By Veronica Brown and A. Ananthalakshmi
LONDON (Reuters) - Gold rushed to a one-week high on Thursday, aided by dollar weakness and belief that a temporary deal to avoid historic U.S. debt default might also prompt the Federal Reserve to hold back from reducing its additional monetary stimulus.
Unusually for early European trading hours, significant volumes were also seen on COMEX gold futures with over 17,000 lots traded in 10 minutes alone.
Spot gold surged quickly to a one-week high just shy of $1,320 per ounce up more than 2.5 percent on the day, while the December COMEX gold futures contract touched a high of $1,320.50.
The dollar slid against a basket of major currency rivals, and was last down 0.7 percent.
Congress passed a last-minute deal to avert a debt default for now, with analysts saying weeks of uncertainty that knocked investor and business confidence would have dented growth prospects for the world's largest economy.
For gold market participants the temporary budget deal was seen as a positive for prices as it would keep the Federal Reserve from withdrawing monetary stimulus at least until the beginning of next year.
"Tapering will be postponed much further, so that's probably the main aspect behind the current spike in prices," Commerzbank analyst Daniel Briesemann said.
But while the immediate impact for prices was positive, most were realistic on gold remaining very much in bear territory overall, with an improving global economic picture contributing to investors exiting the market.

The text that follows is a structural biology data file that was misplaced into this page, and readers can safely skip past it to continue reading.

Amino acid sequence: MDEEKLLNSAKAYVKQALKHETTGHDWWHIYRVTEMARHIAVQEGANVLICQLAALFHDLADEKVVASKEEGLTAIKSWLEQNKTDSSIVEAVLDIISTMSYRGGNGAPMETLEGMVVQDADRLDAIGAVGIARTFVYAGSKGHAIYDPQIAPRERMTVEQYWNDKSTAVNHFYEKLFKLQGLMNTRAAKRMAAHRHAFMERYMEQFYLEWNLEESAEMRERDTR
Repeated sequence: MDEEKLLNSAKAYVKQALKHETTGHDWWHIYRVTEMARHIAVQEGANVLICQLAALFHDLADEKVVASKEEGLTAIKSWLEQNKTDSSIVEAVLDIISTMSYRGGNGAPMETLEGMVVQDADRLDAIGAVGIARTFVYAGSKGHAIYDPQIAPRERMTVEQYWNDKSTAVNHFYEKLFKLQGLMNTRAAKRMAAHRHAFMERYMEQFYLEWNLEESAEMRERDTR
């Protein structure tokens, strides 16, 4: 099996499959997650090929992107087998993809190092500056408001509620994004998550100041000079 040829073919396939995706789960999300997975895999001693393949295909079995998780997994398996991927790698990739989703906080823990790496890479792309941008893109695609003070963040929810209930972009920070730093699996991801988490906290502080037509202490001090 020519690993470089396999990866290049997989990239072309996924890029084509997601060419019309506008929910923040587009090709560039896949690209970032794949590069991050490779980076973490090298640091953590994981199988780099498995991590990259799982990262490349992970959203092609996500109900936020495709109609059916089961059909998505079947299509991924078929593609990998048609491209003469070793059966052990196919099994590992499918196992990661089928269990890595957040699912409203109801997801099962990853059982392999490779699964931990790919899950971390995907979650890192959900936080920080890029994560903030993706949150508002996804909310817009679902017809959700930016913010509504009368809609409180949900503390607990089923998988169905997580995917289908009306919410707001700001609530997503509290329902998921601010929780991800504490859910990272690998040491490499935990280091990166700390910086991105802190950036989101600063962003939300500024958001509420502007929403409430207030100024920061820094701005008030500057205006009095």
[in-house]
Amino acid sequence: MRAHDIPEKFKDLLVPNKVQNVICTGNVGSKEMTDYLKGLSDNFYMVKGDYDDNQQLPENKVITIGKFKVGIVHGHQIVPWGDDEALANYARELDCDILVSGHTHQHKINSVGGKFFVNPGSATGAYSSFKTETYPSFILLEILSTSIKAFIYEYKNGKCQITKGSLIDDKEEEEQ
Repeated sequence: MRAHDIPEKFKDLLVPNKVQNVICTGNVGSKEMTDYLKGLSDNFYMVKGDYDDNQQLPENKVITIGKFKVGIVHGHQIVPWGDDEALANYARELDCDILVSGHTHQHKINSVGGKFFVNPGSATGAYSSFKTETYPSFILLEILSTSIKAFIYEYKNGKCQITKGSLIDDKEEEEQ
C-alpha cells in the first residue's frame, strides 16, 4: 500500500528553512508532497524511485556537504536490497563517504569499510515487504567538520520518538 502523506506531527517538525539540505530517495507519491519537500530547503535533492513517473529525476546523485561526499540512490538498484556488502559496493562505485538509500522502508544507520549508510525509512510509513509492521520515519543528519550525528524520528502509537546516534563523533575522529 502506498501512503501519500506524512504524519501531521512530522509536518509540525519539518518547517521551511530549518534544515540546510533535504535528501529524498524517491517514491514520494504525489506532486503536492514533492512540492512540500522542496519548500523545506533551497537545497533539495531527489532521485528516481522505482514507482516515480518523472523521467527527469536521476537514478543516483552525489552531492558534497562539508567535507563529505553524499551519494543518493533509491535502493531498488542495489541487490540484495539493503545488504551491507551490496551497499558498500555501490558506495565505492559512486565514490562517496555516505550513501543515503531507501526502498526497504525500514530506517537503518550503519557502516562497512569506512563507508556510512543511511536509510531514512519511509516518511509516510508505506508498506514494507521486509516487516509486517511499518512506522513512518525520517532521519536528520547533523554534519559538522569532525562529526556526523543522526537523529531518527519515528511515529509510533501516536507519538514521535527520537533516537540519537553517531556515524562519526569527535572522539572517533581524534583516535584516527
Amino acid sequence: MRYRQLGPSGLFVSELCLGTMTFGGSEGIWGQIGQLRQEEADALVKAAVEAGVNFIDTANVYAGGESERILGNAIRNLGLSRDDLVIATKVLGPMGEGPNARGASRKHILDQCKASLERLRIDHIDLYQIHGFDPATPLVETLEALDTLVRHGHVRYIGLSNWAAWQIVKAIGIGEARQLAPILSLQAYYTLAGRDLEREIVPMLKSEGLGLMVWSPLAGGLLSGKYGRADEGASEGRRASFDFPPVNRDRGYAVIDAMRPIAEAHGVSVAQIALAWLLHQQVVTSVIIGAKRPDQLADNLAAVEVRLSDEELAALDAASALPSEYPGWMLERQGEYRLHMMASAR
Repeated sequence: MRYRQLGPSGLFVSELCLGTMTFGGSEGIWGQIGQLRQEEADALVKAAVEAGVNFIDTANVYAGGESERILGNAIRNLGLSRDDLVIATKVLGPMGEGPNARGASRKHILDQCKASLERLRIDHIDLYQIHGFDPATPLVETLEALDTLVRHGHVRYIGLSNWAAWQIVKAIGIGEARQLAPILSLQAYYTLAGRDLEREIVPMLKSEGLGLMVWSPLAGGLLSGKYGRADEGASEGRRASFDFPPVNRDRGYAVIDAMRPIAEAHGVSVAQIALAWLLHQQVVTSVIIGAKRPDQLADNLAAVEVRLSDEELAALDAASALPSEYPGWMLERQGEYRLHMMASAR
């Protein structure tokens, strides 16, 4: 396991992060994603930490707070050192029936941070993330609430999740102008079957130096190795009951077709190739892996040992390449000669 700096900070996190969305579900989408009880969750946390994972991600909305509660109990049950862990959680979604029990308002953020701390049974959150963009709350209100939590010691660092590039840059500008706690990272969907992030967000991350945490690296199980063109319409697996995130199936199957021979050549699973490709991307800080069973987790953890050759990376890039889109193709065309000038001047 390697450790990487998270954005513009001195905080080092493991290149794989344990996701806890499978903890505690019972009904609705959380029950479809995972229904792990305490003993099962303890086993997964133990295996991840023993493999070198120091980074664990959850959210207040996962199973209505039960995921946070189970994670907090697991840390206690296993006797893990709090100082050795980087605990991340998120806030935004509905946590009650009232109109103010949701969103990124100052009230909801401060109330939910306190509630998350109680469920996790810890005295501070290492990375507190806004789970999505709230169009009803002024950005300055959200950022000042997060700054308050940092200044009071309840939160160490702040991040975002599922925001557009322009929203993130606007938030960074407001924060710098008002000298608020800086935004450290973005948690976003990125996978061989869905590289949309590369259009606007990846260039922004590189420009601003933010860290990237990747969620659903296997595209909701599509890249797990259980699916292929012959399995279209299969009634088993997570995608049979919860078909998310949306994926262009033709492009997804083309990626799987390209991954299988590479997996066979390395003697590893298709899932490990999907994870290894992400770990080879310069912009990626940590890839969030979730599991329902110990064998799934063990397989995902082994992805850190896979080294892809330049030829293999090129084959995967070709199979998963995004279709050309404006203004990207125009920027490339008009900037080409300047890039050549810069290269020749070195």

"The sentiment for gold is still quite bearish with outflows from exchange traded funds and the risk sentiment pretty weak. It is hard to see reasons why gold will be higher," ANZ analyst Victor Thianpiriya said.
Holdings of SPDR Gold Trust, the world's largest gold-backed exchange-traded fund, on Wednesday fell 3.6 tonnes to fresh four-year lows at 885.53 tonnes.
The fund has seen over 400 tonnes in outflows this year, dampening investor sentiment.
Gold hit a three month low earlier this week as the U.S. shutdown failed to generate strong safe-haven bids. Traders said markets had not priced in a default as they always expected the United States to come up with a last-minute agreement.
With the passing of the deal, investors will turn their focus to key economic data - which had not been released due to the shutdown - to determine the impact of the impasse on the economy and the Federal Reserve's stimulus measures. (Additional reporting by Jan Harvey and Freya Berry in London; editing by Keiron Henderson)